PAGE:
Where In The World Is Your Audience? Marketing to Tourists vs. Locals

New York City attracts people from all over the world. In 2015, 58.5 million visitors took a bite out of the Big Apple.

As one of the city’s biggest draws, Broadway also brings in crowds from all over: 63% of ticket sales in the 2015-16 season came from tourists.

So when you are creating a campaign for your show, it is important to not only think of your target markets in terms of who, but also in terms of where.

Not from around here?

Where your audience comes from is not as simple as “tourist vs. local.”

Of the total number of tourists in 2015, 46.2 million of them were domestic and 12.3 million were international. There is a big difference in behavior between someone traveling to NYC from North Carolina and someone visiting from Tokyo. Similarly, there is a difference locally: Brooklynites and Upper West Siders have much different consumer behavior. When considering where your audience is from, be as specific as you can.

It’s all in the timing.

Some of your audience breakdown may become more apparent based on the timing. A lot of tourism happens during the summer or holidays, whereas die-hard, theatre-loving New Yorkers may be a bit more year-round in their theatre-going habits.

If you’re looking at tourists, you may also want to consider the length of their stay. Are they coming by bridge or the tunnel for a day visit? Maybe look into advertising along the Metro North. Are they coming for a week? Consider partnering with hotels and placing ads in tourist magazines.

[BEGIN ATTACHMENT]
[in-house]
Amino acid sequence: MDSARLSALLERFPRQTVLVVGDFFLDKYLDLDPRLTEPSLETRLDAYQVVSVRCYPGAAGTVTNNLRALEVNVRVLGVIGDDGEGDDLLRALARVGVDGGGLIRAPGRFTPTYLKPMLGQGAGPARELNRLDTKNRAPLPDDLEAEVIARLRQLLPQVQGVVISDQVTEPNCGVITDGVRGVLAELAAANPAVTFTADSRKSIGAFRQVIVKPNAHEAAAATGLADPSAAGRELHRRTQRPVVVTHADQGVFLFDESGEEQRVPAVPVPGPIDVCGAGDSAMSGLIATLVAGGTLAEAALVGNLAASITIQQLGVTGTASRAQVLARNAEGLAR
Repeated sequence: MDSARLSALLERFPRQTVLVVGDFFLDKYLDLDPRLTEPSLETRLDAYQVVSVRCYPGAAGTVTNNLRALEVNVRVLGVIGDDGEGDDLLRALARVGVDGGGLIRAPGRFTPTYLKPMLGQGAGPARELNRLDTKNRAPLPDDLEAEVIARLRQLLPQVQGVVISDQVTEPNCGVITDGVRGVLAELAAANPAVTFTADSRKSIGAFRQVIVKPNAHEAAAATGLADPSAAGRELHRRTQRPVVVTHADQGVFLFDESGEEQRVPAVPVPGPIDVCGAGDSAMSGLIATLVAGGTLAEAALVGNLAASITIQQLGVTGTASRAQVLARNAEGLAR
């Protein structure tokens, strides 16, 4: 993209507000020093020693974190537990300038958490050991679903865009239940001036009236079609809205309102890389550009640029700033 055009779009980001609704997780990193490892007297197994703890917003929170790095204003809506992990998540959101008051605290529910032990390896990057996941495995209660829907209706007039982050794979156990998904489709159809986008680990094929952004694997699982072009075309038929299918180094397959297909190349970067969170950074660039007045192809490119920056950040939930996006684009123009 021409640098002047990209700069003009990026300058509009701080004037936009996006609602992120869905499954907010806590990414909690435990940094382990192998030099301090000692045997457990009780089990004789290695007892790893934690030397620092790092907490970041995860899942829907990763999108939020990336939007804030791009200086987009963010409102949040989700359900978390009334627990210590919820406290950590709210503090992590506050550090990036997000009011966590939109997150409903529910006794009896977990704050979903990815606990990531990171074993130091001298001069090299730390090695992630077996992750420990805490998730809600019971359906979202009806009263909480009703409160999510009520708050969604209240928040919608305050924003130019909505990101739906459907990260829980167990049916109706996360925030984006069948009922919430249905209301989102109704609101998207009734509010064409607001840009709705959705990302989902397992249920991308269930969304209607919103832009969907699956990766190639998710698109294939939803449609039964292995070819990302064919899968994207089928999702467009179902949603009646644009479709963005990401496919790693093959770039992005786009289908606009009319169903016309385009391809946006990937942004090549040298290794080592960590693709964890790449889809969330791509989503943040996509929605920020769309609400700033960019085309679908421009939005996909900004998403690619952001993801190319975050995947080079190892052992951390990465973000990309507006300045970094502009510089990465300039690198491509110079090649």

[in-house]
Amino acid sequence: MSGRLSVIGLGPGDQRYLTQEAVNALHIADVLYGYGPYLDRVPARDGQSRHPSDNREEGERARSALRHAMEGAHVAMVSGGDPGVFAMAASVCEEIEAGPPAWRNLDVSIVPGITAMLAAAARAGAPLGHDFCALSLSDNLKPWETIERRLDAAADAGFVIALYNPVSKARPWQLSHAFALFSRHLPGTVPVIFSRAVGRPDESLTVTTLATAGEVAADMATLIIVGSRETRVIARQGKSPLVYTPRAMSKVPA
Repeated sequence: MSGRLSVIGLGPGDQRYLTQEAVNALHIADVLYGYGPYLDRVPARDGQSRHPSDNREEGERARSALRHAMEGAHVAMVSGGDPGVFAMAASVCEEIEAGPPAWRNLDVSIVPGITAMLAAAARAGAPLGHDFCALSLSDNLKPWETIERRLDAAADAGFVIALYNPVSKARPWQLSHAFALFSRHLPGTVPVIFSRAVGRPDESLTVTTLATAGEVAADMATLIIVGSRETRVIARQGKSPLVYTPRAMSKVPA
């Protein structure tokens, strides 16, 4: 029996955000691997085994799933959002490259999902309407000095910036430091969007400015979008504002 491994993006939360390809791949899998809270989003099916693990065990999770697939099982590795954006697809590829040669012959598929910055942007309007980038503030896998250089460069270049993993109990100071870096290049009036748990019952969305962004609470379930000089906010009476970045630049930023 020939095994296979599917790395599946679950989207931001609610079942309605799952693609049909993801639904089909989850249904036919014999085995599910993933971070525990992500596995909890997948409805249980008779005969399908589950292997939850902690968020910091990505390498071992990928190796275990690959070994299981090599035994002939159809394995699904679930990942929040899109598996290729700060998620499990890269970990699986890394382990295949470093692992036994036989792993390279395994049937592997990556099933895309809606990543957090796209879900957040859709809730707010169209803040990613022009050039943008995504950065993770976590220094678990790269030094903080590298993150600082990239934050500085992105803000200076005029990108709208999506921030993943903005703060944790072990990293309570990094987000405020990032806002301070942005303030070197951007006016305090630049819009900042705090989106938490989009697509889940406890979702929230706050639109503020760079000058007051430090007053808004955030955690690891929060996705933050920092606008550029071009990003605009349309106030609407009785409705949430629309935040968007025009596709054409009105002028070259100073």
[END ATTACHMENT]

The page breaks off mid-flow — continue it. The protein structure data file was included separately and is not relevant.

Spend a day in their shoes.

Once you’ve nailed down where you think your specific market is coming from, and when they are coming, imagine a day in their shoes.

Visitors staying for a week in the summer will likely find themselves walking through Times Square, so think about trash cans and digital billboards. New Yorkers hunkering down during the winter may be checking NY1 Weather on the 1s pretty regularly, so a TV sponsorship there would be valuable.

Location, location, location.

It’s not just about where they are, it’s about where YOU are. If you have an Off-Broadway show downtown, but you want the theatre district audience, you may want to consider educating your audience with a video or directions on a flyer. If you’re right in Times Square and handing out flyers at the TKTS booth, put a map on the back to make it absolutely clear that you are just steps away: be easy to find. Focus on both efforts that reach people in the immediate area of your theatre and then expand to reach those outside of that 5-10 block radius.

Think outside the Bow Tie District.

Not all tourists stay in Times Square. In fact, the more popular trend is to experience the city like a local and try unique experiences. So, be flexible and strategic with your advertising plan, and don’t get stuck ONLY in the Theatre District. Consider the specific buying habits of your target markets and then create a broad, layered plan that will reach them in multiple locations via multiple platforms.